The senior counsel for a major media company recommends that the marketing team invite the trademark lawyer to early brainstorming sessions. This can allow the lawyer to conduct and evaluate preliminary searches before the team gets too committed to a specific mark. Mr. Biribauer agrees, and adds that "the lawyer can help to engineer the mark, trade dress and advertising at an early stage" to avoid potential concerns of an examiner or another trademark owner. In support of getting the trademark lawyer involved early, Ms. Heller asserts that the trademark lawyer, after having worked with all of the divisions within a company, can help to identify the company’s overall risk tolerance and how the company is using and defining its brands. To minimize conflicting objectives, Mr. Estrada works with the trademark lawyers to identify and update standard protocols and timelines.

Despite the different perspectives of trademark lawyers and marketers, it is the combination of input that ultimately nurtures and grows the brand while products enjoy short-term success. As Mark Twain explained, "Synergy [is] the bonus that is achieved when things work together harmoniously."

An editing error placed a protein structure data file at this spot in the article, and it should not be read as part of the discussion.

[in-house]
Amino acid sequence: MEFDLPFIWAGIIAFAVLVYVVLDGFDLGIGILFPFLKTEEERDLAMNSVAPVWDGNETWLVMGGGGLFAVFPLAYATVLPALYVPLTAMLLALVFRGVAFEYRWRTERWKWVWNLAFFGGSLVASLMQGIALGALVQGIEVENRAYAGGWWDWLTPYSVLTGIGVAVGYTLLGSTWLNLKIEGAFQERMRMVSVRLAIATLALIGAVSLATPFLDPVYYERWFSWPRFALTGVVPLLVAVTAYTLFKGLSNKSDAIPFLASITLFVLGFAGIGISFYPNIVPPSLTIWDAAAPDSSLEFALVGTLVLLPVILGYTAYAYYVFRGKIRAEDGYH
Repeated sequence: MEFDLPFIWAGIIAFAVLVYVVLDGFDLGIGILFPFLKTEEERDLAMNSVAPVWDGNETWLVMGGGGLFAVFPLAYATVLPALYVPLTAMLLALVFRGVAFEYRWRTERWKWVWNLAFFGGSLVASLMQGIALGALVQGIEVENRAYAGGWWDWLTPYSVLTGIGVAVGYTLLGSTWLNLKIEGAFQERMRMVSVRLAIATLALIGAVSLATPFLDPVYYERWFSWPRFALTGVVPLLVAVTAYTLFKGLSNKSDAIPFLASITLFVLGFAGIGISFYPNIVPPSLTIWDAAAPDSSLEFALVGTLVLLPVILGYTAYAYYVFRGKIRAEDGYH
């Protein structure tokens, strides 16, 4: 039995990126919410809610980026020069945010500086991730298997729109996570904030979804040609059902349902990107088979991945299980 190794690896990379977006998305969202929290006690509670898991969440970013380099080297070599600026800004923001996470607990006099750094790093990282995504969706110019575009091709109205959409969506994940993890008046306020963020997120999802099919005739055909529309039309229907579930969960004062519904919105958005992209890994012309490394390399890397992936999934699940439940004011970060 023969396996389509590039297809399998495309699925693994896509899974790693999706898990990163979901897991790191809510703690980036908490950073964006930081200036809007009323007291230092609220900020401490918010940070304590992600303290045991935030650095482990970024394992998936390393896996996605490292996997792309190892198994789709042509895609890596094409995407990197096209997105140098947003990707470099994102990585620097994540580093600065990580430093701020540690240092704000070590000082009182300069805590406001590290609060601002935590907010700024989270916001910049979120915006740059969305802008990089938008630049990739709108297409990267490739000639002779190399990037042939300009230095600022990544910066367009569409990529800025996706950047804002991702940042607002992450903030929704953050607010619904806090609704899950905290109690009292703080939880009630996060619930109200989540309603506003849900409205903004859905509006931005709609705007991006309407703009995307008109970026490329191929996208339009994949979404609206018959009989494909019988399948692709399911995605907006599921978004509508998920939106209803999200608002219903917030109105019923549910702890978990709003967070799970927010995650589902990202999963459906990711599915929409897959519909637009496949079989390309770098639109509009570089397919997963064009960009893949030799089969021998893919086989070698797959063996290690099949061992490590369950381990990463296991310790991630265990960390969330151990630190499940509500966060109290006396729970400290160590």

This article was reprinted with permission from INTA Bulletin, Vol. 61, No. 8 - April 15, 2006
Copyright © 2006 the International Trademark Association

The WIPO Magazine is intended to help broaden public understanding of intellectual property and of WIPO’s work, and is not an official document of WIPO. The designations employed and the presentation of material throughout this publication do not imply the expression of any opinion whatsoever on the part of WIPO concerning the legal status of any country, territory or area or of its authorities, or concerning the delimitation of its frontiers or boundaries. This publication is not intended to reflect the views of the Member States or the WIPO Secretariat. The mention of specific companies or products of manufacturers does not imply that they are endorsed or recommended by WIPO in preference to others of a similar nature that are not mentioned.